Monday, October 20, 2014

Death Denied: Transfuse the Booze (2014)

Intravenous Polish Brewtality

I’ve mentioned this time and again, but it’s worth mentioning again: My early 20’s found me in love with Black Label Society and the southern metal version of Corrosion of Conformity. Poland’s Death Denied are once again taking me back to that time, with their first full-length album.

When I reviewed EP Appetite for Booze, I thought it sounded more like COC, and now I think it sounds more BLS. That’s not a huge shift, exactly, but who would want it to be? The opening riff of “River of Booze” is solid Zakk Wylde-esque material. “The Morning After” (which has an excellent BLS riff) also makes use of a trick Wylde often does on the whammy bar (hey, I’m no guitarist, but I’m pretty sure that’s how it’s done). These guys are strong, determined, merciless, forever.

Sunday, October 19, 2014

Dark Americana Briefs, Volume 17

If God is vengeance, we all have it coming.

Bob Dylan: John Wesley Harding (1967)
4 out of 5 stars

With great tunes like "As I Went Out One Morning" and "All Along the Watchtower," it's easy to see why Bob Dylan's John Wesley Harding is considered one of the greatest albums of all time. A consensus top 10 across genres and decades, if ever there was one. And Dylan is considered perhaps the greatest songwriter of all time. For my part, I enjoy it a great deal, the downbeat mood with acoustic guitar, drums, and harmonica being a style I enjoy, and the melodies solid. But I can't give it a perfect score for two reasons. One, I think this is one of those where lyrics are what elevate it, and I simply can't pay much attention to lyrics; they are nearly meaningless to me. Two, Dylan's voice sounds vaguely like Randy Newman.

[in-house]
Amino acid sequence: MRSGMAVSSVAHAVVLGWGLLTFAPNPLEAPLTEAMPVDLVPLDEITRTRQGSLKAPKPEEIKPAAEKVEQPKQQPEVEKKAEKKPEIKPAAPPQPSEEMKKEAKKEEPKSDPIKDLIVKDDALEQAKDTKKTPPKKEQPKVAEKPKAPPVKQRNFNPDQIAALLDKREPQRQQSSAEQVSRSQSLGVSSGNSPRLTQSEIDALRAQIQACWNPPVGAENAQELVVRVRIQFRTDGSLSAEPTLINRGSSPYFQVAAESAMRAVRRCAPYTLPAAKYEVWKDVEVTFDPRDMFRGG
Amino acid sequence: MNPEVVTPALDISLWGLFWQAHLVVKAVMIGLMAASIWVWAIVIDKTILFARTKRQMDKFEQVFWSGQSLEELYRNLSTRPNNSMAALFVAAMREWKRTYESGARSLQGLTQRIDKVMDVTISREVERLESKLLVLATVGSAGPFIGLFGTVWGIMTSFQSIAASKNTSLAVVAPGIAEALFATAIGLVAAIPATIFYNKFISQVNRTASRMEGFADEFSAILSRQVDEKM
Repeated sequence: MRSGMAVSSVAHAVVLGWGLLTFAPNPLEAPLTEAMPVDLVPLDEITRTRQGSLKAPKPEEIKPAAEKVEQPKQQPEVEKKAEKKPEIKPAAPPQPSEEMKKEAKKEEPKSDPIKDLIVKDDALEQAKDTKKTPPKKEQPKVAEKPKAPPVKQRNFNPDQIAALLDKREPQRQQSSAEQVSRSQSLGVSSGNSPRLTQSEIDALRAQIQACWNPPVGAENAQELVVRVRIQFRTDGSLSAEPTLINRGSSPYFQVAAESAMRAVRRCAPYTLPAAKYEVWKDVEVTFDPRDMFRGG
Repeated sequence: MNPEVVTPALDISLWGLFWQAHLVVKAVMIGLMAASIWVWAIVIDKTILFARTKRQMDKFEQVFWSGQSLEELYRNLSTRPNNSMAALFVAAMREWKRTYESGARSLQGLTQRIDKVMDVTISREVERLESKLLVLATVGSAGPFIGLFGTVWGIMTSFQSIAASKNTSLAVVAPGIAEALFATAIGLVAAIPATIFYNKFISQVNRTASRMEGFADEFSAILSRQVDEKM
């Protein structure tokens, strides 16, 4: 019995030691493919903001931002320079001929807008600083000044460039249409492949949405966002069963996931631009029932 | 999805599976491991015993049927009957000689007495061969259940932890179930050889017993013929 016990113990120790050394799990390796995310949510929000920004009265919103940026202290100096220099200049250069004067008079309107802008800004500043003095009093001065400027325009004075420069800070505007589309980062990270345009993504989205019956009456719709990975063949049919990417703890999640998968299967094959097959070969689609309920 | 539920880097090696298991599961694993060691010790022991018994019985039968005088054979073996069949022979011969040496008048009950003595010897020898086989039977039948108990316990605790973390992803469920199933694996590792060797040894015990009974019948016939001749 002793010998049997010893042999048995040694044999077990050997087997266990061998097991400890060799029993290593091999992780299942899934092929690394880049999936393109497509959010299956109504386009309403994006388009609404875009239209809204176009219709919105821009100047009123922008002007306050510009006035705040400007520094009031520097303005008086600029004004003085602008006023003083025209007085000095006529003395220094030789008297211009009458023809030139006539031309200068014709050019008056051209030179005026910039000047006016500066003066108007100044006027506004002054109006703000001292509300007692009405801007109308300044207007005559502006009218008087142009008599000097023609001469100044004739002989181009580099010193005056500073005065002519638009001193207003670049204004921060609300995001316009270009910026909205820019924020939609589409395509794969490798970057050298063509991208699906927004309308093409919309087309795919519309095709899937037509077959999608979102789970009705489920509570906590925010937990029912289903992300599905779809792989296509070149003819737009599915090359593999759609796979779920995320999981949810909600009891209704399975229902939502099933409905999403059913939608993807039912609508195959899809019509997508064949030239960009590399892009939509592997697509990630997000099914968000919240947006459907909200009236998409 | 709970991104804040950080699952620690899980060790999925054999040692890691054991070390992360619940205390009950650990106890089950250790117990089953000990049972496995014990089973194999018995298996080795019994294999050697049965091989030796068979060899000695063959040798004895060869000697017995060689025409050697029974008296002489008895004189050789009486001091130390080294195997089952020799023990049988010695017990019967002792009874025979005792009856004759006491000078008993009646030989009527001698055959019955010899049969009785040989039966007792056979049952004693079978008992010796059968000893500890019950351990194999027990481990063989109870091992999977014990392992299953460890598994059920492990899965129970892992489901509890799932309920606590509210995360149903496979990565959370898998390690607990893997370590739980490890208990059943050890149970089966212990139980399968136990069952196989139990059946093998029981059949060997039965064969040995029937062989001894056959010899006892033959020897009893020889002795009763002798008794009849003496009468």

Wednesday, October 15, 2014

The Forever War by Joe Haldeman (1974)

A Reason to Fight

I'm a bit of a nerd. And I love to read, but I don't have the time/motivation to read a book in a weekend. It takes me a bit longer. So as I may have mentioned before, I set out to identify and collect some of the classics of science fiction. I'm still going through that collection that I amassed mostly over a decade ago.

Joe Haldeman's The Forever War is the latest book I finished. It deals with the prospect of interstellar war--and if you think war is hell on Earth, then you haven't seen anything. The hostile environments of space and distant planets make survival that much more difficult. Those unusual tactics and pitfalls are an intriguing part of the story, but they are not the most interesting part of it.

Thursday, October 09, 2014

Death Metal Briefs: Clearing the Docket

Thrice Dead

I've had some of these waiting for review for far too long, so let's get to it.

Concrete Icon: Perennial Anguish (2013)
3.5 out of 5 stars

Concrete Icon play lumbering death metal in the vein of Domination-era Morbid Angel. It's sort of like being slowly crushed by a steamroller from your legs on up to your skull, with some great halting rhythms and a big, burly sound.

Tuesday, October 07, 2014

Fides Inferno: Correspondence (2011)

Drone That's Actually Good